This series highlights ABPDU alumni. We interview different alumni to learn more about their career path and what makes them passionate about their work.
Priyanka Singh was an intern on ABPDU’s fermentation team in 2015. Now, she is completing her PhD in chemical engineering at UC Riverside.
How did you become interested in science and engineering?
I was very fortunate to be inspired by my parents very early on. We always joke that I was raised in a lab. My mom was an early career scientist at the time, and my dad worked in the engineering field. They were very supportive and I was always very STEM-oriented.
In high school, I was really lucky to do an internship at the Joint BioEnergy Institute (JBEI). I knew I wanted to do something science related, and it was at JBEI that I determined I wanted to pursue further studies in chemical engineering.
What brought you to ABPDU?
During the last year of my bachelor’s degree in chemical engineering at UC Riverside, I interviewed for an internship at ABPDU on the fermentation team. I started working there right after graduation and absolutely loved it. It was the optimal learning experience coming right out of college. I realized I had a very narrow-minded, textbook description of what it meant to be in this field of fermentation and bio-based products. ABPDU opened my eyes to how microbial fermentation can impact every aspect of our lives. There was overlap with the food industry — something I had never even thought about. There were a lot of projects where we scaled up processes from the bench scale all the way up to 250 liters. Seeing that scale of research was amazing.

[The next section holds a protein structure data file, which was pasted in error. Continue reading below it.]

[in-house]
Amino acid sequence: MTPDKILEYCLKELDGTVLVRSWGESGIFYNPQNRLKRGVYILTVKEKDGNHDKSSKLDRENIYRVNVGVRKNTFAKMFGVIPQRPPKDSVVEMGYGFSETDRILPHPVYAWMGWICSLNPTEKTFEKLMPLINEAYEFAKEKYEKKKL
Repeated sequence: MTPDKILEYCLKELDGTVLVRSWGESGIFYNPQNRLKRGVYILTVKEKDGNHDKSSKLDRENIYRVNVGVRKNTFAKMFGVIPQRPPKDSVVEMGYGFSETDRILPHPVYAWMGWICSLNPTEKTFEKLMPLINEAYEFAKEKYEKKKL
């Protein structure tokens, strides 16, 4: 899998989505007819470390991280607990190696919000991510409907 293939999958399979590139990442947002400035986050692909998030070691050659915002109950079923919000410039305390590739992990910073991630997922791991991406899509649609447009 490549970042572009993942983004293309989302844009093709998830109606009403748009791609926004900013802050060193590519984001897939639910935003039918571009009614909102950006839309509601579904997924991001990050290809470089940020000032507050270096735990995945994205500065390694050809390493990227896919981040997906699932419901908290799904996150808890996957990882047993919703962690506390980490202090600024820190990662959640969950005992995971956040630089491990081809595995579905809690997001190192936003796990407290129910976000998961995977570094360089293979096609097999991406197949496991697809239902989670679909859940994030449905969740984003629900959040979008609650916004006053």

Not only did I receive excellent fermentation training at ABPDU, I also had great mentors. The team was always providing me with career advice and helping me get exposure to different unit operations. It was like a training camp. I found myself wanting to stay in the lab all day because there were so many opportunities to learn. The team was willing to bring me into whatever they were doing so I could get valuable hands-on fermentation experience — something I didn’t have in my undergraduate education.
Tell me about what you did after your internship.
I worked at the National Renewable Energy Laboratory carrying out fermentations for lignin valorization for about a year — something I wouldn’t have been able to do if I hadn’t worked at ABPDU. After that, I came back to UC Riverside to do my PhD. My whole thesis revolves around biomass pretreatment, process optimization and using various organisms to convert biomass to different end products; again, something that is very influenced by my time at ABPDU.
What are your career goals?
I want to continue working on sustainability with biobased, renewable products and renewable energy. I also want to work on science communication and science policy in that realm.
Through my internship at ABPDU, I understood the negative impact of the fossil fuel-derived items that we use all the time — gasoline or household items or even food products. This problem can be solved by replacing petroleum products and scaling up biobased products that can instead have a positive impact. It was very impactful to see how we can synthesize novel things just by feeding an organism sugar and engineering them to do something we need. Now, I understand how we can transform the way we look at our energy needs and consumption by creating new products that will be useful forever because we can keep on sustainably producing them.